Will a market deliver quality and efficiency in health care better than central planning ever could? NoBMJ 2010; 340 doi: https://doi.org/10.1136/bmj.c1300 (Published 10 March 2010) Cite this as: BMJ 2010;340:c1300
All rapid responses
The debate on the role of the market in healthcare is still going on,
both in Europe and in the U.S.(1)(2)(3) In 2008 the World Health
Organization (WHO) published its report on Social Determinants of Health.
(4) This report presents evidence of the damaging effects of marketizing
health care. Its conclusion is: “Higher private sector spending (relative
to all health expenditure) is associated with worse health-adjusted life
expectancy, while higher public and social insurance spending on health
(relative to GDP) is associated with better health-adjusted life
expectancy. The Commission considers health care a common good, not a
market commodity. (…) Healthcare is a matter of rights and a public sector
duty, rather than being left to markets.” Besides these empirical
evidences used in the WHO report, there are five disparities inherent in
health and health care which according to the theorists of the market
itself stand an optimal functioning of the market in the way. These
inequalities prevent the market from being able to ensure high quality and
accessible health care.
First of all there is social inequality in health, of which abundant
evidence is given in the WHO Report. People who belong to the lowest
income groups or who have had poorest education get ill most often and
need most care.
Secondly there is inequality in health needs, which is termed ‘skewed
risk distribution’. In Belgium for instance, 10% of the population, mostly
elderly and chronically ill patients, consume 70% of all health care
expenses. (5) The ageing of the population will increase this lopsided
demand for health care.
In third place there is the uneven extent to which people are able to
enjoy existing healthcare facilities, the so-called ‘inverse care law’.
(6) “The poor consistently gain less from health services than the better
off, is visible in every country across the globe”, according to the WHO
For health care accessible to all, solidarity is needed because of the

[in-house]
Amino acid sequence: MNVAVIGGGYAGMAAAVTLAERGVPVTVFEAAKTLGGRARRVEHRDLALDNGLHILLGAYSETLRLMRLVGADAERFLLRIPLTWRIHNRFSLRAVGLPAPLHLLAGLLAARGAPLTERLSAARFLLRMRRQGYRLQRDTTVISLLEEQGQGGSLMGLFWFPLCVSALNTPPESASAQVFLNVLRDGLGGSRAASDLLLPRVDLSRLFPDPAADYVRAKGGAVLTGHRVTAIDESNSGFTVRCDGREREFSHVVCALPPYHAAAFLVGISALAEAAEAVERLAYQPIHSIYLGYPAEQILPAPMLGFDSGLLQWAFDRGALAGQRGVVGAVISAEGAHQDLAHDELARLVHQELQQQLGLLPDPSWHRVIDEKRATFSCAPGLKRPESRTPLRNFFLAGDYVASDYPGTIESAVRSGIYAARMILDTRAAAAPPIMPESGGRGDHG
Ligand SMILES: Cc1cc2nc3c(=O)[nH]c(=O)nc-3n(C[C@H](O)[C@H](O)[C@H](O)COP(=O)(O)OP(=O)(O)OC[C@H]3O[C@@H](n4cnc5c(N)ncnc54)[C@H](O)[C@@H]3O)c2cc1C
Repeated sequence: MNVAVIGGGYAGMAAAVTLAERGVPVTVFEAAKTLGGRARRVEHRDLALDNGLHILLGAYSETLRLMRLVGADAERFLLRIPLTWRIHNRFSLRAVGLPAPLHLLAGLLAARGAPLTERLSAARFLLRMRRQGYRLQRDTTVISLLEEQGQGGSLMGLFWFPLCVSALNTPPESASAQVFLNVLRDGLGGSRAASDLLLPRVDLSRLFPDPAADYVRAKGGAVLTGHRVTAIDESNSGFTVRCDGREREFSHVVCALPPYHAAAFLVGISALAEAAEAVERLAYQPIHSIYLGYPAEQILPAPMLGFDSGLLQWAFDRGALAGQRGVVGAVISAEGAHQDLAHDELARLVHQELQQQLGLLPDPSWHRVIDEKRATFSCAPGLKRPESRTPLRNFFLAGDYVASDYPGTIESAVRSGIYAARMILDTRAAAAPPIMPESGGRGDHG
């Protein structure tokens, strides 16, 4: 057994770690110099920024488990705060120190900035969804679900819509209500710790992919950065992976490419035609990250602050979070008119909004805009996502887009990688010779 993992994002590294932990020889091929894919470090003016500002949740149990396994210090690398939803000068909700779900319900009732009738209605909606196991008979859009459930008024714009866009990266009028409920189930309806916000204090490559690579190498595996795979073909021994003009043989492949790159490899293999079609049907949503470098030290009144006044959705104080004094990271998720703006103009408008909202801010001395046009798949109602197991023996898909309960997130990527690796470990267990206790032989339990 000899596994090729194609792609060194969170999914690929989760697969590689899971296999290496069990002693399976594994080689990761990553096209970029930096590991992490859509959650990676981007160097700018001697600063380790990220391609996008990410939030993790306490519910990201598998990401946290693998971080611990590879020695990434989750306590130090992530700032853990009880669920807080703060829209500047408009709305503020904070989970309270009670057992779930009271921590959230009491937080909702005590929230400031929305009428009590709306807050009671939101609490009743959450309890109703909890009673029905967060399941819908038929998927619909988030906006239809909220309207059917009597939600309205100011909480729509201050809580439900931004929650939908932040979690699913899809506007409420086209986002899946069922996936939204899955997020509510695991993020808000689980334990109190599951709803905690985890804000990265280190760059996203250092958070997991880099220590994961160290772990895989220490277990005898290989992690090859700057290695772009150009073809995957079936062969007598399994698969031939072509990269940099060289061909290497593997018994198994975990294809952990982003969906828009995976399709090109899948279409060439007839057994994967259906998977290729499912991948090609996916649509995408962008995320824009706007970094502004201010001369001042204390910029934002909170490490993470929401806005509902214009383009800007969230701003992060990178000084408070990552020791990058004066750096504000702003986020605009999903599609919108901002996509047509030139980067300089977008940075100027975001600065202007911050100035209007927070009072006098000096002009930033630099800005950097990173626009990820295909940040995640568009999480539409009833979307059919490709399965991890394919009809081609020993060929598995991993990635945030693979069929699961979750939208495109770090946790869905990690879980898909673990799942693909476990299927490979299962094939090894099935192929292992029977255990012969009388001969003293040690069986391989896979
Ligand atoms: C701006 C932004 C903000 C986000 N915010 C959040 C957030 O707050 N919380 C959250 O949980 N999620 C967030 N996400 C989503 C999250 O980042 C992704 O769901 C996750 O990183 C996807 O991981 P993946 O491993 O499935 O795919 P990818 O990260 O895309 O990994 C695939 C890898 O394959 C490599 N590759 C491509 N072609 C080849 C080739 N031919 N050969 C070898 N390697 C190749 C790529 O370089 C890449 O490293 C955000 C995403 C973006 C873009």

three disparities mentioned before. Solidarity means a transfer from the
‘wealthy and healthy’ to the people who are ‘infirm and in want’. On the
income side, the strong should bear the heaviest burdens. On the expenses
side, means ought to be distributed according to those who need most
(need) and not, as in the market, according to those who are able to pay
most (purchasing power) for them or may gain most by them (profit). There
is a conflict between solidarity and market logic.
The fourth inequality is in information regarding healthcare: the
existent information asymmetry between doctors and patients. (7) Health
care is not any other consumer product that can be chosen freely. A
correct free market mechanism requires correct information of consumers
who are competent to choose freely. A patient cannot just go to the
doctor’s and say: ‘I want this or that medicine for high blood pressure’.
In the end it will always be the doctor who decides and prescribes.
Information asymmetry is the reason why public advertising for medicine on
prescription is still prohibited in Europe, and rightly so.
Finally there are the imbalances in health care price fixing. Health
has no price. A breast cancer patient will be willing to sell her house if
it may save her life. That is the main reason why the newest anti-cancer
medication such as trastuzumab costs 35,000 Euros per treatment year. (8)
That high price is arguably out of all proportion to the actual cost of
development. The pharmaceutical company puts the price on the medicine
that the patient or the community is prepared to pay. The market system
supposes strong price elasticity based on supply and demand. Health care
is incompatible with this system. The vulnerable, hence unequal position
of the patient leaves him or her no other choice than to pay the price
that is asked. Moreover information asymmetry results in the least
informed patients being the easiest victims. Poorly educated people are
easiest tempted to “silly expenses” in matters of health. For them also
health has no price. If we want healthcare to be a basic right, it must
not be a commodity. Not profitability but solidarity is the best insurance
(1 Gubb James.Will a market deliver quality and efficiency in health
care better than central planning ever could? Yes BMJ 2010 340: c1297.
(2) Woolhandler S, Himmelstein DU. Competition in a publicly funded
healthcare system. BMJ 2007;335:1126-9.
(3 Kuttner R. Market-based failure - a second opinion on U.S. health care
costs. N Engl J Med.2008;358:549-51.
(4) WHO Commission on Social Determinants of Health. Closing the gap in a
generation: health equity through action on the social determinants of
health. Final report of the Commission on Social Determinants of Health.
Geneva: WHO, 2008. pp. 95.
(5) Belgian population ranked to medical consumption. National Health
Survey. RIZIV. 1997.
(6) Hart JT. The inverse care law. Lancet 1971;1:405-412.
(7) de Laat E, Windmeijer F, Douven R. How does pharmaceutical marketing
influence doctor’s prescribing behaviour? Centraal Planbureau.2002. Nivel
studie. Universiteit Utrecht. 2003.
(8) Van Duppen D, Avonts M. The cost of the newest cancer drugs. [letter]
Lancet 2007; 370: 317-318.
Competing interests: No competing interests